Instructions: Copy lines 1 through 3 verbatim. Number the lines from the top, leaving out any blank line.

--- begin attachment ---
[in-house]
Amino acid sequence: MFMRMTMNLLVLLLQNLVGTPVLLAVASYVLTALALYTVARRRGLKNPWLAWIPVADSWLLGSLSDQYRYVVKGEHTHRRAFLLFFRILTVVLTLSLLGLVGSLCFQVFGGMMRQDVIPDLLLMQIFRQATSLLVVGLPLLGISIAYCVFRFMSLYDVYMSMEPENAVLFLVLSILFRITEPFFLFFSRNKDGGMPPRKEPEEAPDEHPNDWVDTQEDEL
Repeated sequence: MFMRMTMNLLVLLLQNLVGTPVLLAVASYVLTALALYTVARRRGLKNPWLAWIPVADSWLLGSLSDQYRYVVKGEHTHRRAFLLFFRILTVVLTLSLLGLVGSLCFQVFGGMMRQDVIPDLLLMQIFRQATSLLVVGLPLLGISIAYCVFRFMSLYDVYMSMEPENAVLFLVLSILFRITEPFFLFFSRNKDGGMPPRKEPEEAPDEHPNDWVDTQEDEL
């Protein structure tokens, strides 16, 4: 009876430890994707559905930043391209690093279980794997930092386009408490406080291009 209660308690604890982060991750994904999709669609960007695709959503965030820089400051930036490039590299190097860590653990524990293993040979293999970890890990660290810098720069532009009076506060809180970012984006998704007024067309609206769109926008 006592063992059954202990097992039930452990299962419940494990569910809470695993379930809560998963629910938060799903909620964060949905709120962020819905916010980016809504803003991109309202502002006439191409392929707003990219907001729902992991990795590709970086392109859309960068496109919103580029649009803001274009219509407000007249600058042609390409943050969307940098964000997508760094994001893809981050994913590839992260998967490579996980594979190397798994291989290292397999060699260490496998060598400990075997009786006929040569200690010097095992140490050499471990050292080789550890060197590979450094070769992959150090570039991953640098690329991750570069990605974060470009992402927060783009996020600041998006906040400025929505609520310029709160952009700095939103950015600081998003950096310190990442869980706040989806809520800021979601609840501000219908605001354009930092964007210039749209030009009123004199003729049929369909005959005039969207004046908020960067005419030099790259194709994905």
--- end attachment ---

[in-house]
Amino acid sequence: MFMRMTMNLLVLLLQNLVGTPVLLAVASYVLTALALYTVARRRGLKNPWLAWIPVADSWLLGSLSDQYRYVVKGEHTHRRAFLLFFRILTVVLTLSLLGLVGSLCFQVFGGMMRQDVIPDLLLMQIFRQATSLLVVGLPLLGISIAYCVFRFMSLYDVYMSMEPENAVLFLVLSILFRITEPFFLFFSRNKDGGMPPRKEPEEAPDEHPNDWVDTQEDEL
Repeated sequence: MFMRMTMNLLVLLLQNLVGTPVLLAVASYVLTALALYTVARRRGLKNPWLAWIPVADSWLLGSLSDQYRYVVKGEHTHRRAFLLFFRILTVVLTLSLLGLVGSLCFQVFGGMMRQDVIPDLLLMQIFRQATSLLVVGLPLLGISIAYCVFRFMSLYDVYMSMEPENAVLFLVLSILFRITEPFFLFFSRNKDGGMPPRKEPEEAPDEHPNDWVDTQEDEL